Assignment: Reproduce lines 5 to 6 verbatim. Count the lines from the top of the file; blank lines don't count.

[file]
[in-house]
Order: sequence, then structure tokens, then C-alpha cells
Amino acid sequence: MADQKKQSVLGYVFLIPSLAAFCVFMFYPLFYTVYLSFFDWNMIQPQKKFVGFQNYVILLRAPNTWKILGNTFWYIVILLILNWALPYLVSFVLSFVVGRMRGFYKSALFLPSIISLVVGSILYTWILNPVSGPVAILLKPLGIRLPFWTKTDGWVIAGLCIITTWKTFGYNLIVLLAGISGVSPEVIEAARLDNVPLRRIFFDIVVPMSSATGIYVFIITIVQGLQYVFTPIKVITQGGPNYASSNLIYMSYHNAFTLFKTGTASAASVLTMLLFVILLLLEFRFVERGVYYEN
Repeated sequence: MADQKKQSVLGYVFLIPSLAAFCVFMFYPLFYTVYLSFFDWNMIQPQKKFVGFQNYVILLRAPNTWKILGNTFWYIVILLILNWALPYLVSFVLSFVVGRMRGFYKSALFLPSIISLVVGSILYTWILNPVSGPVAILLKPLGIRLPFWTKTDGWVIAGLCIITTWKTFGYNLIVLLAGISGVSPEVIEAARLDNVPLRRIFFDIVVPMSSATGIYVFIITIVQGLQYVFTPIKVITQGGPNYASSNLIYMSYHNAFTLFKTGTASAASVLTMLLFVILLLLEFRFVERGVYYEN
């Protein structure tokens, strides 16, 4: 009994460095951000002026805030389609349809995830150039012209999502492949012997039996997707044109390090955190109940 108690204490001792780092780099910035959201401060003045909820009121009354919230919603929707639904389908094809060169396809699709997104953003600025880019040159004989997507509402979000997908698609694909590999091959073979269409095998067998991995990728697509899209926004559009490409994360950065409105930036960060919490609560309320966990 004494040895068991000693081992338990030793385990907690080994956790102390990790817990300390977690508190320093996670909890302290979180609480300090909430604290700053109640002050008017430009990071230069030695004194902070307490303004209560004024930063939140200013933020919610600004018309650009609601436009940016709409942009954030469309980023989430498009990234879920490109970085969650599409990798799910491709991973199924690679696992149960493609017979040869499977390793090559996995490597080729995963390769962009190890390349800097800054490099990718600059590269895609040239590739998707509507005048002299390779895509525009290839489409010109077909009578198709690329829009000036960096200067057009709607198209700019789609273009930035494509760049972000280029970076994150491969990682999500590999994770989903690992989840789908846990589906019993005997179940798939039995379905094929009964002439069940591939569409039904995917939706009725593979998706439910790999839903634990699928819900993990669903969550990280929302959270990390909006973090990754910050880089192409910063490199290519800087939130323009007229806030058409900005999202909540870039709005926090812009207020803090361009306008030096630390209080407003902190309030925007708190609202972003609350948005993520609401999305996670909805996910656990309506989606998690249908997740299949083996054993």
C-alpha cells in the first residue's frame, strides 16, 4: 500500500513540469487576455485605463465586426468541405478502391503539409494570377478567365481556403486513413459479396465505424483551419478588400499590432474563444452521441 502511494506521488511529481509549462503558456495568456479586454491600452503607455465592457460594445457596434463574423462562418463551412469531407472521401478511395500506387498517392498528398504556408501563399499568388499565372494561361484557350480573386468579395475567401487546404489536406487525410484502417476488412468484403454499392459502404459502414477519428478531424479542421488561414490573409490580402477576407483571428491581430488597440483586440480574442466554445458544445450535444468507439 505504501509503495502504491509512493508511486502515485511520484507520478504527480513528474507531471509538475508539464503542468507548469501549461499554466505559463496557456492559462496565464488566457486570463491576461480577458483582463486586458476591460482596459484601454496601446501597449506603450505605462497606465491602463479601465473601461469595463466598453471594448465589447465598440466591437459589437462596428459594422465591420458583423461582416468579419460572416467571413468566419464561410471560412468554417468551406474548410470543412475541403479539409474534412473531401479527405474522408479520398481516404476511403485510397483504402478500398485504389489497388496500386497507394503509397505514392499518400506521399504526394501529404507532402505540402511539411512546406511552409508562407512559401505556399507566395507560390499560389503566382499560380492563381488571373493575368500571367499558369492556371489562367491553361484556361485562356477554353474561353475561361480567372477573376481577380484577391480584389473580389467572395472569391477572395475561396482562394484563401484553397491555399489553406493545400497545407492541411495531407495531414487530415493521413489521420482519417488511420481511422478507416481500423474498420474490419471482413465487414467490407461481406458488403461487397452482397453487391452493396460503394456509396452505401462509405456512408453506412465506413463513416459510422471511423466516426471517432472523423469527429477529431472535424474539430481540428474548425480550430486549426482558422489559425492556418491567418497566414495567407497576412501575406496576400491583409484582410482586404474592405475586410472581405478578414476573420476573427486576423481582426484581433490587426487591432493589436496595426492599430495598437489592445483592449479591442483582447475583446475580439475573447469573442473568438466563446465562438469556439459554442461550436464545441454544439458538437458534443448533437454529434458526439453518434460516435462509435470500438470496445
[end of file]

């Protein structure tokens, strides 16, 4: 009994460095951000002026805030389609349809995830150039012209999502492949012997039996997707044109390090955190109940 108690204490001792780092780099910035959201401060003045909820009121009354919230919603929707639904389908094809060169396809699709997104953003600025880019040159004989997507509402979000997908698609694909590999091959073979269409095998067998991995990728697509899209926004559009490409994360950065409105930036960060919490609560309320966990 004494040895068991000693081992338990030793385990907690080994956790102390990790817990300390977690508190320093996670909890302290979180609480300090909430604290700053109640002050008017430009990071230069030695004194902070307490303004209560004024930063939140200013933020919610600004018309650009609601436009940016709409942009954030469309980023989430498009990234879920490109970085969650599409990798799910491709991973199924690679696992149960493609017979040869499977390793090559996995490597080729995963390769962009190890390349800097800054490099990718600059590269895609040239590739998707509507005048002299390779895509525009290839489409010109077909009578198709690329829009000036960096200067057009709607198209700019789609273009930035494509760049972000280029970076994150491969990682999500590999994770989903690992989840789908846990589906019993005997179940798939039995379905094929009964002439069940591939569409039904995917939706009725593979998706439910790999839903634990699928819900993990669903969550990280929302959270990390909006973090990754910050880089192409910063490199290519800087939130323009007229806030058409900005999202909540870039709005926090812009207020803090361009306008030096630390209080407003902190309030925007708190609202972003609350948005993520609401999305996670909805996910656990309506989606998690249908997740299949083996054993």
C-alpha cells in the first residue's frame, strides 16, 4: 500500500513540469487576455485605463465586426468541405478502391503539409494570377478567365481556403486513413459479396465505424483551419478588400499590432474563444452521441 502511494506521488511529481509549462503558456495568456479586454491600452503607455465592457460594445457596434463574423462562418463551412469531407472521401478511395500506387498517392498528398504556408501563399499568388499565372494561361484557350480573386468579395475567401487546404489536406487525410484502417476488412468484403454499392459502404459502414477519428478531424479542421488561414490573409490580402477576407483571428491581430488597440483586440480574442466554445458544445450535444468507439 505504501509503495502504491509512493508511486502515485511520484507520478504527480513528474507531471509538475508539464503542468507548469501549461499554466505559463496557456492559462496565464488566457486570463491576461480577458483582463486586458476591460482596459484601454496601446501597449506603450505605462497606465491602463479601465473601461469595463466598453471594448465589447465598440466591437459589437462596428459594422465591420458583423461582416468579419460572416467571413468566419464561410471560412468554417468551406474548410470543412475541403479539409474534412473531401479527405474522408479520398481516404476511403485510397483504402478500398485504389489497388496500386497507394503509397505514392499518400506521399504526394501529404507532402505540402511539411512546406511552409508562407512559401505556399507566395507560390499560389503566382499560380492563381488571373493575368500571367499558369492556371489562367491553361484556361485562356477554353474561353475561361480567372477573376481577380484577391480584389473580389467572395472569391477572395475561396482562394484563401484553397491555399489553406493545400497545407492541411495531407495531414487530415493521413489521420482519417488511420481511422478507416481500423474498420474490419471482413465487414467490407461481406458488403461487397452482397453487391452493396460503394456509396452505401462509405456512408453506412465506413463513416459510422471511423466516426471517432472523423469527429477529431472535424474539430481540428474548425480550430486549426482558422489559425492556418491567418497566414495567407497576412501575406496576400491583409484582410482586404474592405475586410472581405478578414476573420476573427486576423481582426484581433490587426487591432493589436496595426492599430495598437489592445483592449479591442483582447475583446475580439475573447469573442473568438466563446465562438469556439459554442461550436464545441454544439458538437458534443448533437454529434458526439453518434460516435462509435470500438470496445